Dog Health: the Canine Liver

Dog Health is very important to us.
Dog Health is very important to us. | Source

Dog Health

If you have a dog, you're undoubtedly concerned with dog health and dog health problems – at least, I hope you are. Most pet owners strive to have a pet that’s happy and healthy, one that’s sleek and practically glows with vitality. I own three dogs – two Great Danes and a Basset hound. They’re extremely important to me and to my family. In fact, they really are like human family members in many respects, and that includes the care they receive. I don’t think I’m in the minority here, either. Yes, there are still a few irresponsible, uncaring dog owners who tie their pets up in the back yard and pretty much forget about them, but I sincerely hope and pray that such owners are getting fewer and fewer. Dogs are wonderful, loyal, amazing animals that totally depend on us to take care of them. We’ve taken them out of the wild and domesticated them, changing them from independent hunters to domestic pets. That’s not the dog’s fault. Canines were perfectly content roaming the plains and forests and living in their closely knit, ordered packs. We domesticated them for our benefit – not for theirs. Through breeding, crossbreeding, and line breeding, man has actually created and worsened some dog health problems. We owe it to our furry pals to provide them with adequate nutrition, proper housing, and love. Owners should also keep abreast of dog health and take the necessary steps to maintain and correct it.


the little brother
the little brother | Source
the two BIG guys
the two BIG guys | Source

Dog Health Problems

Dog health problems are numerous, and there are entire books devoted to the subject. Dogs are inquisitive by nature, and their curiosity often gets them into trouble. They say that curiosity killed the cat, but it’s had its share of canine victims, too. Historically speaking, canines in the wild were hunters and scavengers. They often killed and ate prey, but they also took advantage of any scraps and edible tidbits they found lying around. It’s completely natural for canines to investigate objects to find out if they’re edible, and pet dogs still have this strong instinct. That’s often how dogs get sick from poisonous substances.

Of course, not all dog health problems arise from the canines’ curiosity. Many, like arthritis, usually come from age or from injuries. Canines can also suffer from many of the same health conditions that humans suffer from, including diabetes, cancer, asthma, allergic reactions, internal parasites, anemia, and heart disease, just to name a few. There are also, of course, dog health problems that humans never or extremely rarely experience, like heart worms, parvovirus, distemper, and rabies. Yes, humans can get rabies, but it’s extremely rare.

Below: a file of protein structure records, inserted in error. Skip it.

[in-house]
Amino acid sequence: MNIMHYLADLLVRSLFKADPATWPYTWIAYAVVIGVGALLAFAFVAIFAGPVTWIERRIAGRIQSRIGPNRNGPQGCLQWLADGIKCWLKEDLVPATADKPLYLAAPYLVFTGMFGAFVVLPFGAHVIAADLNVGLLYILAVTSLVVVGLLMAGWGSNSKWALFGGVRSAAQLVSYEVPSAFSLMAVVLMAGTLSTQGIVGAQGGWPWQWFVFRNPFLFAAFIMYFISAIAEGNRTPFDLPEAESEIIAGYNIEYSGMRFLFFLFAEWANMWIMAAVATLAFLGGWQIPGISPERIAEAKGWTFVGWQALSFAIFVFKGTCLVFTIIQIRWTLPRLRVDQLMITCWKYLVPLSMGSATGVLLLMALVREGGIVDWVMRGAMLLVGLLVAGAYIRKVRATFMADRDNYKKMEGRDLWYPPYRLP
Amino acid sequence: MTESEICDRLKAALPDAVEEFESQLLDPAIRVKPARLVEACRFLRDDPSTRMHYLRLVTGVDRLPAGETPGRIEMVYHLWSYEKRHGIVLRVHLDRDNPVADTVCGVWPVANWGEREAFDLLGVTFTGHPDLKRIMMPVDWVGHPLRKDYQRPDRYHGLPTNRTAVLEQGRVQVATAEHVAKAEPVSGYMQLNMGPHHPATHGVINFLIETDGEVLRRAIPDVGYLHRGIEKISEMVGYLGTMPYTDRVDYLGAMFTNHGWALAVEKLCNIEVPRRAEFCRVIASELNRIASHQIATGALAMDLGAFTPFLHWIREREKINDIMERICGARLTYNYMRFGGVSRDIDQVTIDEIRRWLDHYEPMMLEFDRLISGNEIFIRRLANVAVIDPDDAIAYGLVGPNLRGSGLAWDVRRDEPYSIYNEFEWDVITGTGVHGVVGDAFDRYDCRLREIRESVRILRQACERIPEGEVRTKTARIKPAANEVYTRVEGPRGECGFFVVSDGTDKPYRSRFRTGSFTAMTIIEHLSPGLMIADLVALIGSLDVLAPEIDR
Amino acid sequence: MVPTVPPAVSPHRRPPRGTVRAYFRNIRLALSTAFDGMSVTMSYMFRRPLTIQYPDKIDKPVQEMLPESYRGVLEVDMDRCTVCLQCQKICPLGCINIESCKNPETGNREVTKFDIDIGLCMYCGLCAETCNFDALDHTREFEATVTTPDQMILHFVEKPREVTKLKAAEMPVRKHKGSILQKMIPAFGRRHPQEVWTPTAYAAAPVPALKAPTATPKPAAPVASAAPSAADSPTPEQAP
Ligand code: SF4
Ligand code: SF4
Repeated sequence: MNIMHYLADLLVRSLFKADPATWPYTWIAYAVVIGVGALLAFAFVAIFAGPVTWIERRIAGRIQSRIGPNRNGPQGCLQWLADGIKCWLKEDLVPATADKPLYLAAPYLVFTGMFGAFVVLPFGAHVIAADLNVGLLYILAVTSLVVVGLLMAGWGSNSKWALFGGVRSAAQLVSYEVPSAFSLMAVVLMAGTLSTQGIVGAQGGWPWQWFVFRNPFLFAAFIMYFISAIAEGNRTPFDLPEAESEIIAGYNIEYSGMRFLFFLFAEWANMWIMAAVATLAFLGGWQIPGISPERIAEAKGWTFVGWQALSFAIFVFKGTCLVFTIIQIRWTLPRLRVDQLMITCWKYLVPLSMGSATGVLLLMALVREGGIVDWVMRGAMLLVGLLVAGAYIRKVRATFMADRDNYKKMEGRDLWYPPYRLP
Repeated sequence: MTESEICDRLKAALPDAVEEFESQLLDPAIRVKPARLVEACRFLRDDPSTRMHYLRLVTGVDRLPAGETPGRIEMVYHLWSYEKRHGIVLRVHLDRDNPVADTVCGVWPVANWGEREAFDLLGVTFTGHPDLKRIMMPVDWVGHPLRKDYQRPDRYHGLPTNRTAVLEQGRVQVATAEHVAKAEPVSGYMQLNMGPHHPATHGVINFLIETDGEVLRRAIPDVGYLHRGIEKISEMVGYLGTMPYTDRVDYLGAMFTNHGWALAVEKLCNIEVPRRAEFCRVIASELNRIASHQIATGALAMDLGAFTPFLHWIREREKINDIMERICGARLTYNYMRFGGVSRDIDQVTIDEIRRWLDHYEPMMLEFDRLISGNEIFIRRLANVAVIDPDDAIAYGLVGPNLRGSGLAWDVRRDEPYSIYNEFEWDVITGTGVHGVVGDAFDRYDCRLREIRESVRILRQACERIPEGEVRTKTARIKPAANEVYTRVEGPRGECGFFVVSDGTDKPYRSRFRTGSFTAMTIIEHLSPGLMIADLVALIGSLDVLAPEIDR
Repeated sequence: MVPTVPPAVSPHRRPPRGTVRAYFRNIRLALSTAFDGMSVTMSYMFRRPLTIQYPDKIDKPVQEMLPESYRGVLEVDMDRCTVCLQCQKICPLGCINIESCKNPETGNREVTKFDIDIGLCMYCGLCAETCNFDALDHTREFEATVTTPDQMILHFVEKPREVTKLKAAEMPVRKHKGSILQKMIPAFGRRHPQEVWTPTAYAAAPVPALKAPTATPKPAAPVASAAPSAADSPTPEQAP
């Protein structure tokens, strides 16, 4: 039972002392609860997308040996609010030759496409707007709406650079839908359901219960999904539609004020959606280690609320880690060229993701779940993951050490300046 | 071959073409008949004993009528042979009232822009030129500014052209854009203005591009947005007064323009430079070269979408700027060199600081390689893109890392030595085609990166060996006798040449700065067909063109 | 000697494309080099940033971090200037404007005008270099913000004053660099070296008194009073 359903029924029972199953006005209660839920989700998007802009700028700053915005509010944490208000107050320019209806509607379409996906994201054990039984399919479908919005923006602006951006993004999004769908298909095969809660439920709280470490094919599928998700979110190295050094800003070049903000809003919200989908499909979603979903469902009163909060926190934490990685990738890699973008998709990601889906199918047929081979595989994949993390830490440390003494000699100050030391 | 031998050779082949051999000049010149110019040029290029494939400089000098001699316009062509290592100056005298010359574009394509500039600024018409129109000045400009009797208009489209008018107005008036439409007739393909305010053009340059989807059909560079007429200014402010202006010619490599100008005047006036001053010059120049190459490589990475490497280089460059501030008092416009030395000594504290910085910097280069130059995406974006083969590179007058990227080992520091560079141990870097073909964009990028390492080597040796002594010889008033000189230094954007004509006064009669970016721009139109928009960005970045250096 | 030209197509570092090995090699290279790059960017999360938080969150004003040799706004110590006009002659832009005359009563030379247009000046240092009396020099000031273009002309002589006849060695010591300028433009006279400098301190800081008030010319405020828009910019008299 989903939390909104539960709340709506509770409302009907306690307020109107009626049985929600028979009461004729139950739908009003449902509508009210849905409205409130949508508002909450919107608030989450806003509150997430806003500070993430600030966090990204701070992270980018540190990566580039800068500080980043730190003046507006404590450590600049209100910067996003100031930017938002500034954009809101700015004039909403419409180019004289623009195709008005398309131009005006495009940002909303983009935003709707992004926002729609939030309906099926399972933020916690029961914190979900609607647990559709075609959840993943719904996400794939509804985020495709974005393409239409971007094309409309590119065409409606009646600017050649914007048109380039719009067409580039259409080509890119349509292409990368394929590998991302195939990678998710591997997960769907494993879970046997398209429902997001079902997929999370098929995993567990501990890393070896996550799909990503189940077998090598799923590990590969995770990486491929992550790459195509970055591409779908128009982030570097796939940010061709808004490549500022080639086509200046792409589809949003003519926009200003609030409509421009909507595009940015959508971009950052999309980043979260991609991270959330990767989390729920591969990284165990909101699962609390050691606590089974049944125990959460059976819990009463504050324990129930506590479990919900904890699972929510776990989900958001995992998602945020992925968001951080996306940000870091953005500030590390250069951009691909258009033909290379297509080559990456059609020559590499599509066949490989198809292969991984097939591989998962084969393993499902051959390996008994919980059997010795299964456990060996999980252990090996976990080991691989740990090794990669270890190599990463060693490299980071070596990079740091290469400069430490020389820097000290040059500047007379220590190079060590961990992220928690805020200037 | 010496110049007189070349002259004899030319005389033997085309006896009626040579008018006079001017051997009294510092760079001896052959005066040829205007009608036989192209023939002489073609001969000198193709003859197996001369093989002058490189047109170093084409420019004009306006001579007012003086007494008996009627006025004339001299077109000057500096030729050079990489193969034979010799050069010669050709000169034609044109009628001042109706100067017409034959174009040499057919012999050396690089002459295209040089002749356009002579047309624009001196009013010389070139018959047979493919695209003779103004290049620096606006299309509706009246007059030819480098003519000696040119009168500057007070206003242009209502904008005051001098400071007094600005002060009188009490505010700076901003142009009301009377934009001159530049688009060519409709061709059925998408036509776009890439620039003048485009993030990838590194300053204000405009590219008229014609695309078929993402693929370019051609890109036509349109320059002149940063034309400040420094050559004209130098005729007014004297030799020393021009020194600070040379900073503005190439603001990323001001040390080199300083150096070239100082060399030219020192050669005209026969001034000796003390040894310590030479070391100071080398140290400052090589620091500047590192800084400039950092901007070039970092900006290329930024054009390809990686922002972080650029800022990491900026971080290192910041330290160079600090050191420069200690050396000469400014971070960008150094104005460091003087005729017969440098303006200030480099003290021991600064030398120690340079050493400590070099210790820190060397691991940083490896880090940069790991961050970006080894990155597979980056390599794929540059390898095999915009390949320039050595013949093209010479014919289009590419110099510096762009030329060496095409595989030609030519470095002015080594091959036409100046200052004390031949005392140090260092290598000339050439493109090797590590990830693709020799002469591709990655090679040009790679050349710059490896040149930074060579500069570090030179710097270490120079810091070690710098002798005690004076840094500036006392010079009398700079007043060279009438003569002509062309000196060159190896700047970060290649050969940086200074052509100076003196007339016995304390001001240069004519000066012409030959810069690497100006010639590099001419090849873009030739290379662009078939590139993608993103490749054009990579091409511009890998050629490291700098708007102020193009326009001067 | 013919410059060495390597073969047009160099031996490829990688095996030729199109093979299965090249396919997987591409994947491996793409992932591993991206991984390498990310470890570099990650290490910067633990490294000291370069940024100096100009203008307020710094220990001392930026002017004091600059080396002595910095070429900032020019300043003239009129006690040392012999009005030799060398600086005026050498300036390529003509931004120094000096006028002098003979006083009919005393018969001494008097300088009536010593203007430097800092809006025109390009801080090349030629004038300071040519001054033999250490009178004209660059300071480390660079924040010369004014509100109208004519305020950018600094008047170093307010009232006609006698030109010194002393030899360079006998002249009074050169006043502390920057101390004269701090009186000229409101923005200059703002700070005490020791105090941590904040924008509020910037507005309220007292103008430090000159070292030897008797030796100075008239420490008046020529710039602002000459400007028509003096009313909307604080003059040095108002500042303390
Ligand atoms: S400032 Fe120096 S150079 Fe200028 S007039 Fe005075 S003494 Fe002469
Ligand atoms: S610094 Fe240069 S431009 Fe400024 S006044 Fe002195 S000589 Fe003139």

Some dog health problems can be prevented through medications, diet, vaccines, and lifestyle. Unfortunately, there are some that can’t be prevented. Many of those, however, can be cured or treated with proper veterinary care, medications, and supportive care. In either case, knowledge is power, as it is for most topics. The more you know about your dog’s health and potential problems that could arise, the better able you’ll be to recognize them, treat them, and prevent them.

the canine comedian
the canine comedian | Source

Liver Function:

Liver Function

Do you ever think about your dog's liver function? Canine liver health is extremely important to your dog’s overall well being. Liver function includes activities that are necessary for survival. For one thing, the organ functions as a sort of filter, removing harmful substances and waste from the blood. The liver also produces bile, which is an important part of the digestive process. The liver produces proteins, and it helps break down and process proteins, fats, and carbohydrates. It’s responsible for making cholesterol, too. And even though cholesterol is sometimes thought of as a bad substance, it’s necessary for several bodily functions, including those having to do with hormones.

Another important function of the liver has to do with blood sugar levels. The liver stores glycogen, which is a form of glucose. When the body doesn’t receive enough carbohydrates in the diet, glycogen from the liver can “feed” the body. It can also help regulate blood sugar by turning protein and fat into glucose.

Hopefully, now you can fully appreciate the importance of a healthy liver. If your dog’s liver is damaged, diseased, or compromised in some other way, the results can be deadly. In fact, other than accidental death, liver disease is the fifth most common cause of death in dogs. The scary part of canine liver disease is that you might not even know if your dog is suffering from it. The symptoms are sometimes vague, and you might attribute them to something else. Typical symptoms of canine liver disease include weight loss, depression, decreased appetite, and inactivity. A dog with liver disease might have bouts of diarrhea or vomiting, also.

Dogs are awesome!
Dogs are awesome! | Source

A vet discusses canine liver health and Denamarin:

Liver Health - Denamarin

To help keep your dog’s liver healthy and properly functioning, there’s now an oral dog medication that you can use. It’s called Denamarin, and you won’t need a prescription for it. In fact, you can buy it online. Even better, the tablets are chewable, so they’re easy to administer. You won’t have to force a nasty-tasting pill down the throat of your unwilling pooch.